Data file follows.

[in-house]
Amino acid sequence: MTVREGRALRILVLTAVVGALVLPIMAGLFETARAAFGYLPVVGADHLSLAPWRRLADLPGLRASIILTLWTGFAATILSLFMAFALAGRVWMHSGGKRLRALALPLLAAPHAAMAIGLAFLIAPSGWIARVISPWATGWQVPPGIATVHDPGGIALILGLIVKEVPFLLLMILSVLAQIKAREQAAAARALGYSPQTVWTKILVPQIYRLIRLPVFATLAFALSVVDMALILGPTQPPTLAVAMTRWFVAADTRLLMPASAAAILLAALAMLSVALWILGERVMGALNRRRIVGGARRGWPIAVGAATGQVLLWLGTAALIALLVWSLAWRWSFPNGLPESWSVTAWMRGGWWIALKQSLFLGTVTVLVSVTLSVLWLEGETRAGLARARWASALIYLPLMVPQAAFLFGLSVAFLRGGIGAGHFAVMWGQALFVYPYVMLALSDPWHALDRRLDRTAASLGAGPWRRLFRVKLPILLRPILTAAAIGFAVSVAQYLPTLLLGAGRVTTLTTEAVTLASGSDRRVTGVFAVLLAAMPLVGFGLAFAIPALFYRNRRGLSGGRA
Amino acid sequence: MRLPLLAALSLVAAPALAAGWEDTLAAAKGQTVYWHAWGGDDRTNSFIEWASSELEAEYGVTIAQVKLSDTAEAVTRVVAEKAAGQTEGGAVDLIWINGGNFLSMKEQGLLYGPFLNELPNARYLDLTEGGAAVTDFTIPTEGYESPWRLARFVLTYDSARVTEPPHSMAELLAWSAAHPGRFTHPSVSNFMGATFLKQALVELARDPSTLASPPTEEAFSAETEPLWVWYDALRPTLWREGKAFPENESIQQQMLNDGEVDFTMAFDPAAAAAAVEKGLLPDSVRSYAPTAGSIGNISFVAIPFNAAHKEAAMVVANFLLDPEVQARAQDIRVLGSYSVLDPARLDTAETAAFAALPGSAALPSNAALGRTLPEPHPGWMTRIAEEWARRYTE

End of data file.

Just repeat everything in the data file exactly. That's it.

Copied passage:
[in-house]
Amino acid sequence: MTVREGRALRILVLTAVVGALVLPIMAGLFETARAAFGYLPVVGADHLSLAPWRRLADLPGLRASIILTLWTGFAATILSLFMAFALAGRVWMHSGGKRLRALALPLLAAPHAAMAIGLAFLIAPSGWIARVISPWATGWQVPPGIATVHDPGGIALILGLIVKEVPFLLLMILSVLAQIKAREQAAAARALGYSPQTVWTKILVPQIYRLIRLPVFATLAFALSVVDMALILGPTQPPTLAVAMTRWFVAADTRLLMPASAAAILLAALAMLSVALWILGERVMGALNRRRIVGGARRGWPIAVGAATGQVLLWLGTAALIALLVWSLAWRWSFPNGLPESWSVTAWMRGGWWIALKQSLFLGTVTVLVSVTLSVLWLEGETRAGLARARWASALIYLPLMVPQAAFLFGLSVAFLRGGIGAGHFAVMWGQALFVYPYVMLALSDPWHALDRRLDRTAASLGAGPWRRLFRVKLPILLRPILTAAAIGFAVSVAQYLPTLLLGAGRVTTLTTEAVTLASGSDRRVTGVFAVLLAAMPLVGFGLAFAIPALFYRNRRGLSGGRA
Amino acid sequence: MRLPLLAALSLVAAPALAAGWEDTLAAAKGQTVYWHAWGGDDRTNSFIEWASSELEAEYGVTIAQVKLSDTAEAVTRVVAEKAAGQTEGGAVDLIWINGGNFLSMKEQGLLYGPFLNELPNARYLDLTEGGAAVTDFTIPTEGYESPWRLARFVLTYDSARVTEPPHSMAELLAWSAAHPGRFTHPSVSNFMGATFLKQALVELARDPSTLASPPTEEAFSAETEPLWVWYDALRPTLWREGKAFPENESIQQQMLNDGEVDFTMAFDPAAAAAAVEKGLLPDSVRSYAPTAGSIGNISFVAIPFNAAHKEAAMVVANFLLDPEVQARAQDIRVLGSYSVLDPARLDTAETAAFAALPGSAALPSNAALGRTLPEPHPGWMTRIAEEWARRYTE